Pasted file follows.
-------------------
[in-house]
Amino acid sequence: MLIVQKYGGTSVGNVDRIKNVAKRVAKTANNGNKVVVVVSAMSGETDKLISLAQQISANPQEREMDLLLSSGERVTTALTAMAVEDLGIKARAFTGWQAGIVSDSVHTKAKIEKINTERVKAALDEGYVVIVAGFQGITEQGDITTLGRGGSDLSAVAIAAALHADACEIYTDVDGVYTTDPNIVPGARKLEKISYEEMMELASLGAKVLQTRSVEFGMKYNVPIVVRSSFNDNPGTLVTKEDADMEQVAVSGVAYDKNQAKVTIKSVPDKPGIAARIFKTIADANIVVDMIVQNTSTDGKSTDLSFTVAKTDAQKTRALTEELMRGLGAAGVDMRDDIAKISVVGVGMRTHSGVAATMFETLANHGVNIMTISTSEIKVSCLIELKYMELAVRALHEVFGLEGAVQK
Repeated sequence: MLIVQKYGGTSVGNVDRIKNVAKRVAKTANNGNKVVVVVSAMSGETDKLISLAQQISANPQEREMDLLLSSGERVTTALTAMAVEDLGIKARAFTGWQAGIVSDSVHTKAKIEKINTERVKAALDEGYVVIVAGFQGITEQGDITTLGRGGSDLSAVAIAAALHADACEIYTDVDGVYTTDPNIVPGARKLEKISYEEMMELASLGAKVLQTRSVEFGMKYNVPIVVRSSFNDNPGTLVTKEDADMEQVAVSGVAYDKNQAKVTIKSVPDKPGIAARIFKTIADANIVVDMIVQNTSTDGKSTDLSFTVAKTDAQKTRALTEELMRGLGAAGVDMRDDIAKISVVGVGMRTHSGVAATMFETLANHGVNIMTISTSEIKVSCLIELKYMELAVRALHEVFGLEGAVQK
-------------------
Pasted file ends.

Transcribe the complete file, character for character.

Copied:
[in-house]
Amino acid sequence: MLIVQKYGGTSVGNVDRIKNVAKRVAKTANNGNKVVVVVSAMSGETDKLISLAQQISANPQEREMDLLLSSGERVTTALTAMAVEDLGIKARAFTGWQAGIVSDSVHTKAKIEKINTERVKAALDEGYVVIVAGFQGITEQGDITTLGRGGSDLSAVAIAAALHADACEIYTDVDGVYTTDPNIVPGARKLEKISYEEMMELASLGAKVLQTRSVEFGMKYNVPIVVRSSFNDNPGTLVTKEDADMEQVAVSGVAYDKNQAKVTIKSVPDKPGIAARIFKTIADANIVVDMIVQNTSTDGKSTDLSFTVAKTDAQKTRALTEELMRGLGAAGVDMRDDIAKISVVGVGMRTHSGVAATMFETLANHGVNIMTISTSEIKVSCLIELKYMELAVRALHEVFGLEGAVQK
Repeated sequence: MLIVQKYGGTSVGNVDRIKNVAKRVAKTANNGNKVVVVVSAMSGETDKLISLAQQISANPQEREMDLLLSSGERVTTALTAMAVEDLGIKARAFTGWQAGIVSDSVHTKAKIEKINTERVKAALDEGYVVIVAGFQGITEQGDITTLGRGGSDLSAVAIAAALHADACEIYTDVDGVYTTDPNIVPGARKLEKISYEEMMELASLGAKVLQTRSVEFGMKYNVPIVVRSSFNDNPGTLVTKEDADMEQVAVSGVAYDKNQAKVTIKSVPDKPGIAARIFKTIADANIVVDMIVQNTSTDGKSTDLSFTVAKTDAQKTRALTEELMRGLGAAGVDMRDDIAKISVVGVGMRTHSGVAATMFETLANHGVNIMTISTSEIKVSCLIELKYMELAVRALHEVFGLEGAVQK